Shakespeare collection

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This article is about editions of Shakespeare in the Folger collections. For related articles, see Shakespeare collection (disambiguation).

The Shakespeare collection includes editions of Shakespeare's plays and poems from his lifetime to the present day, with 178 Quarto editions (as recorded in ESTC, for further information see Shakespeare Quartos at the Folger), 82 First Folios (for more information see First Folios at the Folger), 58 Second Folios, 23 Third Folios, and 39 Fourth Folios as the foundation.


  • Pre-1641 English editions have STC call numbers
  • English editions published between 1641 and 1700 acquired before the establishment of the accession shelves have Wing call numbers.
  • Most translations and post-1700 editions have Sh.Col. call numbers (pronounced shuh-CALL, and short for "Shakespeare Collection"). Generally speaking, closed-stacks Shakespeare editions acquired before 2012 have the suffix "Sh.Col." after a Library of Congress-style call number. Closed-stacks Shakespeare editions acquired after 2012 have "Sh.Col." as a prefix to an accession-number-based call number.
  • Some illustrated and extra-illustrated editions have ART Vol. call numbers
  • Shakespeare editions in the open stacks have ordinary Library of Congress classification call numbers


Shakespeare editions from 1830 and earlier are cataloged according to the same specialized instructions as other hand-press era books in the Folger collection. Post-1830 editions are cataloged according to the same basic standard as other machine-press era books, but with enhancements that records for non-Shakespeare modern materials do not routinely receive.

Not all of the Shakespeare collection is in Hamnet yet:

  • Pre-1701 English editions were recataloged for Hamnet as part of the 1996–2003 Mellon and NEH grant projects
  • Cards for post-1800 items with Sh.Col. call numbers were originally part of the modern materials retrospective conversion contracted with Retro Link Associates (now Backstage Library Works), but English editions were removed from recon because of quality concerns, so were not added to Hamnet at that time.
  • Post-1700 English editions, with the exception of school series, were recataloged for Hamnet as part of the Cataloging and Preserving the Shakespeare Collection, an NEH grant project begun in 2011.
  • Translations of Shakespeare editions were included in the recon project and are therefore represented in some form in Hamnet; as of November 2015, many translations have been fully recataloged, particularly those printed in Latin alphabets.
  • Most school series are represented on cards only.


The "Sh.Col." system of call numbers was developed in the 1950s by Eleanor Pitcher, Virginia Mason, Giles Dawson, and Paul Dunkin as a way to cope with the fact that none of the editions had been cataloged. Arranging the backlog into some kind of logical order prior to cataloging made it possible (in theory, at least) to see if the Folger had a particular edition before that edition was cataloged. English-language editions of Shakespeare's collected works from the 18th century onward were originally classified as follows:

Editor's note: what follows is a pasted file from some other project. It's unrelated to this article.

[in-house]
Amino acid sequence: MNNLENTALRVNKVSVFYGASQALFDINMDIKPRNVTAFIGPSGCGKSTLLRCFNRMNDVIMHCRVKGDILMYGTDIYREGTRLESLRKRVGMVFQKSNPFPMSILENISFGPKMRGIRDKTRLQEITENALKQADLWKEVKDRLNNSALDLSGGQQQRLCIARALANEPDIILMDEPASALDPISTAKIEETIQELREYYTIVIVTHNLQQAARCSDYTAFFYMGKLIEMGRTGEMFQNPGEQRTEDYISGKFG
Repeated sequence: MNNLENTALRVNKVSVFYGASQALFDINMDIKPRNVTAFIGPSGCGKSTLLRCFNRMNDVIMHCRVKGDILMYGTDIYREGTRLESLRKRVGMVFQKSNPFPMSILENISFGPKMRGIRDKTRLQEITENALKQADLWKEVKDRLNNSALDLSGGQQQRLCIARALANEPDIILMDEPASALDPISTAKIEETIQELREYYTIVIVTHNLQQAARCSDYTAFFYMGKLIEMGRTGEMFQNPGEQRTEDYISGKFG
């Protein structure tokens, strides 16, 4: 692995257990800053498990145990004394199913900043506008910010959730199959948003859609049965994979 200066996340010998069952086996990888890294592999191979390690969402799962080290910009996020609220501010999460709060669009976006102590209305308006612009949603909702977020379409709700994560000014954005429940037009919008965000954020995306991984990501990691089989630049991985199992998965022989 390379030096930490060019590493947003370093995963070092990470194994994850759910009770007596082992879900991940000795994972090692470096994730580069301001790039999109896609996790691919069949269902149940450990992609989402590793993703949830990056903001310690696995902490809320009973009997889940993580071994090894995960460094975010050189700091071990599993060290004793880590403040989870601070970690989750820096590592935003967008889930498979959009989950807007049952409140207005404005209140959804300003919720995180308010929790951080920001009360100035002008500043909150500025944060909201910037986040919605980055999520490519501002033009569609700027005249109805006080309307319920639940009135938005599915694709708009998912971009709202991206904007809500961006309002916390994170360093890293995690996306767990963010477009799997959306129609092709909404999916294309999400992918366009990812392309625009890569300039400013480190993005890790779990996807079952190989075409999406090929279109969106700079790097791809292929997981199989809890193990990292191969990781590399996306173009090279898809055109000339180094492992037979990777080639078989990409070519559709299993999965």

• PR2752: 18th- and 19th-century editions arranged by date on title page (different editions in the same year distinguished by a, b, c, etc.; different issues of an edition in the same year distinguished as a1, a2, a3, etc.)
  • PR2753: 20th-century editions:
    • arranged by editor in Reading Room Reference
    • arranged by date on title page elsewhere (with different editions in the same year distinguished by a, b, c, etc.; different issues of an edition in the same year distinguished as a1, a2, a3, etc.)
  • PR2754: post-1830 editions without a date on the title page, and without a named editor (unless the named editor was Johnson, Steevens, or Malone)
    • arranged first by number of volumes in the edition (often "1" or "3")
    • then by alphabetical designation of the setting of type, regardless of title page information (based on comparing the the last line of the first play of the first volume against a file identifying stereotyped settings a, b, c, etc.)
    • then by sequential number for different "printings" from the same setting of type
  • PR2755: post-1830 editions without a date on the title page, but with a known editor (except for the historic editors Johnson, Steevens, and Malone)
    • same number-letter-number arrangement as PR2754, but preceded by a Cutter number representing the editor's surname (e.g. "K5" for "Knight")

At some point (in the 1960s or 1970s?) the fine distinctions between different classifications were abandoned, presumably because the backlog had been cleared, and Shakespeare editions were added to the card catalog more or less immediately.